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You're Not Alone If You've Forgotten How to Socialize Due to COVID-19

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Twelve months ago, it would’ve been impossible to picture where we would be standing today. That’s because for most of us, we’ve entered unknown territory, one that few of us were prepared for. But when governments across the globe introduced lockdowns, curfews, and other stay-at-home orders, none of us could’ve expected the full ramifications of that. Because, here we are, almost an entire year later, and most of us are still living through the consequences, only just about to see some of the strictest orders lifted. After a year of isolation, social distancing, Zoom meetings and classes and the strain of work-from-home or furlough hitting most of us hard, the idea of socializing away from a computer screen can seem daunting or difficult. We’ve spent so long without the general interactions that help us develop our social skills, that the ability to socialize has been taken for granted as one that we will always retain. But, like any skill, socializing involves practice.

I know I’m not the only one guilty of neglecting my social skills. There’s only so much screen-time you can stand in a day, and working or learning from home has laid claim to most of that time and tolerance. Socializing is key to our development– there’s a reason there are so many mom and baby classes; we start the socialization process from the very beginning, learning to play, share and chatter to friends who are learning the same things.

So, how do we get past this? When we are still learning to trust the outside world again, how do we learn to trust others too? With everyone moving down the same path at different paces, how do we know we won’t get left in the dust? 

Socializing may never look the same again, because let’s be honest, will anything? Our only way through this is to keep moving forward and find a new normal

Take it slowly, one foot, one step, one interaction at a time. Learn what we love and what we do not love. Find the best way to keep ourselves going, and learn what works for us in this strange new world.

Because it isn’t just the loss of social get togethers that has led to us isolating ourselves– in many cases, we switched to remote working and learning. If it couldn’t be done online, and wasn’t essential, then it was just forfeited to the circumstances.

And yes, there is finally the promise of a return to a new kind of normal, with multiple vaccines on the horizon and our most vulnerable being offered this protection now, but that doesn’t mean our troubles are over. Instead, many of us are seeing new problems arise.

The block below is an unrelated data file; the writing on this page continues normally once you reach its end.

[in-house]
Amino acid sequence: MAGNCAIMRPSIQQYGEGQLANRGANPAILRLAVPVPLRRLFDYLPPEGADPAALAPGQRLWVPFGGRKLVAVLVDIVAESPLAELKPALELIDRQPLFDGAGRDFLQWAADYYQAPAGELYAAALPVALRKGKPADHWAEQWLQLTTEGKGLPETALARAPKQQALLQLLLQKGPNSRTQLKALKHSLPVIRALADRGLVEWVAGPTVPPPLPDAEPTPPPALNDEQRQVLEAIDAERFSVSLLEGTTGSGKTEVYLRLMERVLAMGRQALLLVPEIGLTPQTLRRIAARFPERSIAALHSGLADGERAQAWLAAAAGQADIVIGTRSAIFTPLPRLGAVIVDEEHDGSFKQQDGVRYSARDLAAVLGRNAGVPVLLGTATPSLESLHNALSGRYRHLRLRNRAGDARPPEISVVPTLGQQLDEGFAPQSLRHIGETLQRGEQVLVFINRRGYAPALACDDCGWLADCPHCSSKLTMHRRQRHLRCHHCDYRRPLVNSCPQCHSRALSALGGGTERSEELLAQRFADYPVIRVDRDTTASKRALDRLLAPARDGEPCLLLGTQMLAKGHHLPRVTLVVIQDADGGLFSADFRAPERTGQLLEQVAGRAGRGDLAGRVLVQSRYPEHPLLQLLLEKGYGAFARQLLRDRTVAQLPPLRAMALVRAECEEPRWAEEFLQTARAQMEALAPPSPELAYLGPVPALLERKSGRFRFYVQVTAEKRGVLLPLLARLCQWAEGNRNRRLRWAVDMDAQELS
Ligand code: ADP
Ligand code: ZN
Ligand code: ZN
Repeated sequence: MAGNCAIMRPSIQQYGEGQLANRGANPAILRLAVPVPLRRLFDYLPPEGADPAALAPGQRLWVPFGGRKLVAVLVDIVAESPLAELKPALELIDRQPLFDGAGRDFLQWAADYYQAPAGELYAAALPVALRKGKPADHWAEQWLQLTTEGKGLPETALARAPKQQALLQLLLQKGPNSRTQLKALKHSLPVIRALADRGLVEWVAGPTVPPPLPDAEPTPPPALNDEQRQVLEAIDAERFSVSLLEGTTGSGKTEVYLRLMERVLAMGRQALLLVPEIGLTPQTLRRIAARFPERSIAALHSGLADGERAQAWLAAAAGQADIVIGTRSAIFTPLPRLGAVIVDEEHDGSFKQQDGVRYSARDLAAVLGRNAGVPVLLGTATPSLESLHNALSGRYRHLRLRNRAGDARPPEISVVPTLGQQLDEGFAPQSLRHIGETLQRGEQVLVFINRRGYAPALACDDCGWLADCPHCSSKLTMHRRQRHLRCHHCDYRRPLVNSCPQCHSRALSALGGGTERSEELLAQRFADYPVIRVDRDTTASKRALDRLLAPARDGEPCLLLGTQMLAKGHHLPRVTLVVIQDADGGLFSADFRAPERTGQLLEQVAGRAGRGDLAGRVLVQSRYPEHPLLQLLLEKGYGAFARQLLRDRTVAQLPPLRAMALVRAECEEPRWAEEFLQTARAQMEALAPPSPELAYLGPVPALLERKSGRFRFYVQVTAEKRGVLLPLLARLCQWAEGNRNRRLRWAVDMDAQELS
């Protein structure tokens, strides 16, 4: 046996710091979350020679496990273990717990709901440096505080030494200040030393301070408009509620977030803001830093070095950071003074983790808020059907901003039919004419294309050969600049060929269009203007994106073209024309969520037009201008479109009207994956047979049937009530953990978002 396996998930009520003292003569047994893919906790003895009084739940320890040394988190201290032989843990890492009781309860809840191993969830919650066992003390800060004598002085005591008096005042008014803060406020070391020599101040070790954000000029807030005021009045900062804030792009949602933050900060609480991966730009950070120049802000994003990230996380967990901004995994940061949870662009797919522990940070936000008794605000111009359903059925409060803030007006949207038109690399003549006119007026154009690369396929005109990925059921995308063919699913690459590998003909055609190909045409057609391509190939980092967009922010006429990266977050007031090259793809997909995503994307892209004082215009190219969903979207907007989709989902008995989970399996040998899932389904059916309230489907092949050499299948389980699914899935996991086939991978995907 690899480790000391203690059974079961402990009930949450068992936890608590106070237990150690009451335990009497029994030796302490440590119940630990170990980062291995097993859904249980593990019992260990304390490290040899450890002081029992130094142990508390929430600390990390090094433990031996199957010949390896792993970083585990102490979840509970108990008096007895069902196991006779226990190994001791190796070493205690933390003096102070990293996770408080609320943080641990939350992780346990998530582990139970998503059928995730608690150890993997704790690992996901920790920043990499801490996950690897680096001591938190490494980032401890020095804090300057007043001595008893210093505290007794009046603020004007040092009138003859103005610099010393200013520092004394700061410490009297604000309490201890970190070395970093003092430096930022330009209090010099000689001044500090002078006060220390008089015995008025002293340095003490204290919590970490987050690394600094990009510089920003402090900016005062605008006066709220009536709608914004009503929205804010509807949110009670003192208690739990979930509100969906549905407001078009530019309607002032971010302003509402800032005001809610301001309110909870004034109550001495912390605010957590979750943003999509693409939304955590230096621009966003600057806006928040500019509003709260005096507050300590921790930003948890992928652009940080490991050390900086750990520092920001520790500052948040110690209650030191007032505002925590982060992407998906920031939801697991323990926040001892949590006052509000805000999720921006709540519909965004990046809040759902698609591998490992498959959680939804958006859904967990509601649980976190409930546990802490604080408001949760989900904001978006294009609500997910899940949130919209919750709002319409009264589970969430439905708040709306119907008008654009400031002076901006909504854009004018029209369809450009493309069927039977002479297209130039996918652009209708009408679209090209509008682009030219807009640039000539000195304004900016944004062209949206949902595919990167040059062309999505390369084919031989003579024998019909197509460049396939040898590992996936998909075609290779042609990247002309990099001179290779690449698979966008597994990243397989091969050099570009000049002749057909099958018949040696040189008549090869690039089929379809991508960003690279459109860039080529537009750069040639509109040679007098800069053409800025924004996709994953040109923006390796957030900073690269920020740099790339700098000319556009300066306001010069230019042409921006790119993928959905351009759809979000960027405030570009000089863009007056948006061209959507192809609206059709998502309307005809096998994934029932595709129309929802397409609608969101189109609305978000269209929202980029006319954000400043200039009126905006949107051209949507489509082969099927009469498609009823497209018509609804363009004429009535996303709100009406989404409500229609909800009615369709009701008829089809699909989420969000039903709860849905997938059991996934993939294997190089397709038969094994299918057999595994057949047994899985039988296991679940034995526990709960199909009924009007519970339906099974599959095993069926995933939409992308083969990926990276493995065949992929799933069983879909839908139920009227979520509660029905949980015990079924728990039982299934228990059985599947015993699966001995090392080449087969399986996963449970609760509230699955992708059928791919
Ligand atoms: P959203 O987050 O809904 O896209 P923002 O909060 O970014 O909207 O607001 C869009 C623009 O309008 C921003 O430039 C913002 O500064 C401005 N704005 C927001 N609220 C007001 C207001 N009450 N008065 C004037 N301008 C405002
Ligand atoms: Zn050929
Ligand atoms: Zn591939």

Socializing may seem daunting now– after all, for most of us in the last year socializing has not been anywhere on our to-do lists. Even our daily encounters have been discouraged and cut short; No more chit-chat at the checkout in the store, no catch-ups in the school grounds at pick-up time. These interactions may seem minimal, but they’re vital. Sometimes, if nothing else, they let us know we aren’t alone.

It seems impossible right now, but we are made to adapt to our circumstances. We’ve survived so much. This is just another stumbling-block on the road to a stronger tomorrow. We’ve been isolated for so long, it’s easy to forget that we are all in this together. We are all walking down this road together right now. Nobody really knows where this road is going, all we can do is keep walking and hope that where it leads is better than where we came from.

That’s not to say it will be an easy journey. Some people are always going to be further down this path than we are, whether we decide to slow down and hold steady or push ourselves to catch them up– well that’s up to us. The people we find on our journey may not be the people we hoped to find, and that’s okay. The world isn’t the same one we were standing on twelve months ago. But, the fact that we are still standing is what we have to hold onto and celebrate, and accept that even though we are all starting out at the same place, our pace can put us on very different journeys.

Socializing may never be what it used to be, because we are not the people we once were. Now, we have to try to find a way to keep our heads above the water and keep swimming, or risk getting swept away in the rising tides.

Above all, remember – you are not alone.

Lead image courtesy of Getty Images

Originally published: March 1, 2021
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